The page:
Immediately we began discussing the weather. A thunder storm was said to be approaching but no one could tell exactly when. Freddy was clear saying our chances to reach the summit were small. “I can’t stand the thought of fine weather coming and me staying down here” I replied. And so we decided to go.
Leaving the narrow side street the track led us up the west side of the valley. We reached the Trift Hotel located half-way to the hut. The track forks right to the Trifthorn (3728 m) being a popular goal for the tough walker. After a short stop we took the left turn into a more mountain-like environment. To begin with, the slope was moderate but gradually picked up considerably when the trail went up a long and steep moraine ridge. In spite of being warned by Goedeke’s sweat list I foolishly did not drink enough to compensate for the sweating.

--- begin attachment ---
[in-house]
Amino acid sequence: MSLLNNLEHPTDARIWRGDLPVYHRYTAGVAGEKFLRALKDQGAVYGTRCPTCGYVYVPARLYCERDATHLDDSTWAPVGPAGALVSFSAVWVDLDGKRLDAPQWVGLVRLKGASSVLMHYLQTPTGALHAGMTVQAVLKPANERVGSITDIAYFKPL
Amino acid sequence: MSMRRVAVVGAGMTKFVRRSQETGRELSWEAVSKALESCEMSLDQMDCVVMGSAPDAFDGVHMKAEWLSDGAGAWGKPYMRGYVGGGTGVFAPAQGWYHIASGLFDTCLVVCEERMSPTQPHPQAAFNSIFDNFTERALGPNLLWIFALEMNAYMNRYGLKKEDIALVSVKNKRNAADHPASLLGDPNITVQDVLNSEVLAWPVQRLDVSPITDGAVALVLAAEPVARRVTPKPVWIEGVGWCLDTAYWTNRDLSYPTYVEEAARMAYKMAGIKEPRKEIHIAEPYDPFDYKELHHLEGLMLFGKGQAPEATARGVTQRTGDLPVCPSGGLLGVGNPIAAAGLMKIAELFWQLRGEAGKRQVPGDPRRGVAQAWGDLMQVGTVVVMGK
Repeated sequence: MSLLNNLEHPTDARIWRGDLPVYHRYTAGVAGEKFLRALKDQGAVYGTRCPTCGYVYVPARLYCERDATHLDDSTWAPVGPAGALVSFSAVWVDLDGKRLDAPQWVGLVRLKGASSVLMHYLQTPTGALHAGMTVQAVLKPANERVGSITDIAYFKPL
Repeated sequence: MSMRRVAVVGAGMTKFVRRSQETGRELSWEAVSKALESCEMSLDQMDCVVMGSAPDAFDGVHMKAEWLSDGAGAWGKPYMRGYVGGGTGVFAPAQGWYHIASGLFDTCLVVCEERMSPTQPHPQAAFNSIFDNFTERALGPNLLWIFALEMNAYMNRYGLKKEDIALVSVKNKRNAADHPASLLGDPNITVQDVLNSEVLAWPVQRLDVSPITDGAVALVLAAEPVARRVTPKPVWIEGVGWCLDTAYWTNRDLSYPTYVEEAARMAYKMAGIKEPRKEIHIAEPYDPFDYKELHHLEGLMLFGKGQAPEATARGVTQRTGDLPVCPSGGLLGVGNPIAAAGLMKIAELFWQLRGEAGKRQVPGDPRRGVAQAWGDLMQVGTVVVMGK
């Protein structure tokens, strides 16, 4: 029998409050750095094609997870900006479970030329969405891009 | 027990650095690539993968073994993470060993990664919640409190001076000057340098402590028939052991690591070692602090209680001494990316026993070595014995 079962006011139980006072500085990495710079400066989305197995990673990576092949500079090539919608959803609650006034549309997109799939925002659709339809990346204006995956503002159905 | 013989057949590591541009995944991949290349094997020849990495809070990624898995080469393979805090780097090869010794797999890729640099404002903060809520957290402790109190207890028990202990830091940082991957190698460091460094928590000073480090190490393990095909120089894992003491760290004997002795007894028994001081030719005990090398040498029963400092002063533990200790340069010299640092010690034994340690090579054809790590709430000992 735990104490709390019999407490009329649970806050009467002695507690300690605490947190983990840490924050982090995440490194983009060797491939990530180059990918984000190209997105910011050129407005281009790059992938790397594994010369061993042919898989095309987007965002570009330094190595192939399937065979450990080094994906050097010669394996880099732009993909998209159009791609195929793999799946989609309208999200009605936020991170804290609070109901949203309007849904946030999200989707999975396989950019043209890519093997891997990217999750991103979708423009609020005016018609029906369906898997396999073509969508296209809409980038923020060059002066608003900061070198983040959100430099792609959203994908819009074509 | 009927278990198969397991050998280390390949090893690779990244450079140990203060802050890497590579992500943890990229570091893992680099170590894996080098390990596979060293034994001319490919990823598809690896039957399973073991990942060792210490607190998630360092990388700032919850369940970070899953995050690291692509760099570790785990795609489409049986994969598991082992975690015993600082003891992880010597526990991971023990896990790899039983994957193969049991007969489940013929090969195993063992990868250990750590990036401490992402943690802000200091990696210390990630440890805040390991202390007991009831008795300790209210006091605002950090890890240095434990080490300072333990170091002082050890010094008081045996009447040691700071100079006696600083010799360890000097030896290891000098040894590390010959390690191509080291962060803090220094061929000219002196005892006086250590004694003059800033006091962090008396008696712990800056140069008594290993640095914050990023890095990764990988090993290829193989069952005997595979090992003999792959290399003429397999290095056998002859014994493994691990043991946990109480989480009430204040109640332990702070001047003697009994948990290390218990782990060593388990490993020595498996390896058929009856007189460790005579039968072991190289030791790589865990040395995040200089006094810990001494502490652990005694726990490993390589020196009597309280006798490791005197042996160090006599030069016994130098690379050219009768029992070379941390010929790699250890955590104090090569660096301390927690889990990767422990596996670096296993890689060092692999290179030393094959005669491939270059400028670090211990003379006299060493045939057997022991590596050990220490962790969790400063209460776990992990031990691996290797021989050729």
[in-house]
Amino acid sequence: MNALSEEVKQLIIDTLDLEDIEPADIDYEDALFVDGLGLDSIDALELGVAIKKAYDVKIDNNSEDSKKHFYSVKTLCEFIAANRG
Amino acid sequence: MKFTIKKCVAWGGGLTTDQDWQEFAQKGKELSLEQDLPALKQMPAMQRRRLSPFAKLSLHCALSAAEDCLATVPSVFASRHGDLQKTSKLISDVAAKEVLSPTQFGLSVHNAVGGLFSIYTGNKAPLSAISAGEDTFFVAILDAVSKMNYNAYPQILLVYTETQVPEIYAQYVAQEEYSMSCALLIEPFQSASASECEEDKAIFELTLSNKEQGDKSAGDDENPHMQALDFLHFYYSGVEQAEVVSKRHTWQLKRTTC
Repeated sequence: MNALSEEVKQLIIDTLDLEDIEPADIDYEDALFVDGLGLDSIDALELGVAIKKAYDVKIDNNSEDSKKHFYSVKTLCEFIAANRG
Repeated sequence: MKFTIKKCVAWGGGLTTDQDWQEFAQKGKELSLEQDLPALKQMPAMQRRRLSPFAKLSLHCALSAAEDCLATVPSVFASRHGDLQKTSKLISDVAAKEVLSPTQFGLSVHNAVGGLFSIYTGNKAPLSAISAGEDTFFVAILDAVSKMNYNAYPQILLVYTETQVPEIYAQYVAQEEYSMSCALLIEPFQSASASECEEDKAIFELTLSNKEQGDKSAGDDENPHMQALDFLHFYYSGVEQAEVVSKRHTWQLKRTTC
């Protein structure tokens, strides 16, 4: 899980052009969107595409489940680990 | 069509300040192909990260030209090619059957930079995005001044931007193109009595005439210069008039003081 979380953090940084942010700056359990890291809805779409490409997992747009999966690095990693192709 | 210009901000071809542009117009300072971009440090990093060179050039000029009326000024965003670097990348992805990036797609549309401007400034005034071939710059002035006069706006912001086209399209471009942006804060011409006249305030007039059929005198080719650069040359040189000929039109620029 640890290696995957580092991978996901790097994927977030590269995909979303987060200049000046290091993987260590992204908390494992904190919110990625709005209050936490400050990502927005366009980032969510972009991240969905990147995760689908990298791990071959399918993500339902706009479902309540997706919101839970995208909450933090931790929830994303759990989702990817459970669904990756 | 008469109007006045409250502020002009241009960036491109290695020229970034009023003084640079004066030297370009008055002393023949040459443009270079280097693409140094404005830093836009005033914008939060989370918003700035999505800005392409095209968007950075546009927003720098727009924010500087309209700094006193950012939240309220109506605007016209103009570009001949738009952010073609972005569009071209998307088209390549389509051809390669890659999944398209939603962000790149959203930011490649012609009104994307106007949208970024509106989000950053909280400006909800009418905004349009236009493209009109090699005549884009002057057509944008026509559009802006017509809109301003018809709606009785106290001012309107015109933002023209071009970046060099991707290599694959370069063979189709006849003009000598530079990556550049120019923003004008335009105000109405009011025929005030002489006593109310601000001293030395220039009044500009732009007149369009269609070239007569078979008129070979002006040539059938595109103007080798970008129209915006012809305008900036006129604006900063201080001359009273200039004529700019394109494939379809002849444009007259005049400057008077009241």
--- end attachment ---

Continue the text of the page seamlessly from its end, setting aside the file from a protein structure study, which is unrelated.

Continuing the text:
Talking about this and that I asked “What are you doing over at Interlaken?” thinking of the terrible canyoning accident a week earlier. “Interlaken has become world famous in the worst sense” I continued before he could answer. Hearing the story from Freddy I learned that the Swiss were even more upset about it. Heavy raining had caused a flash flood to sweep through the narrow Saxetenbach creek gorge near Interlaken killing 18 tourists and 3 guides. “Those responsible will be accused of murder”, Freddy said angrily. The story.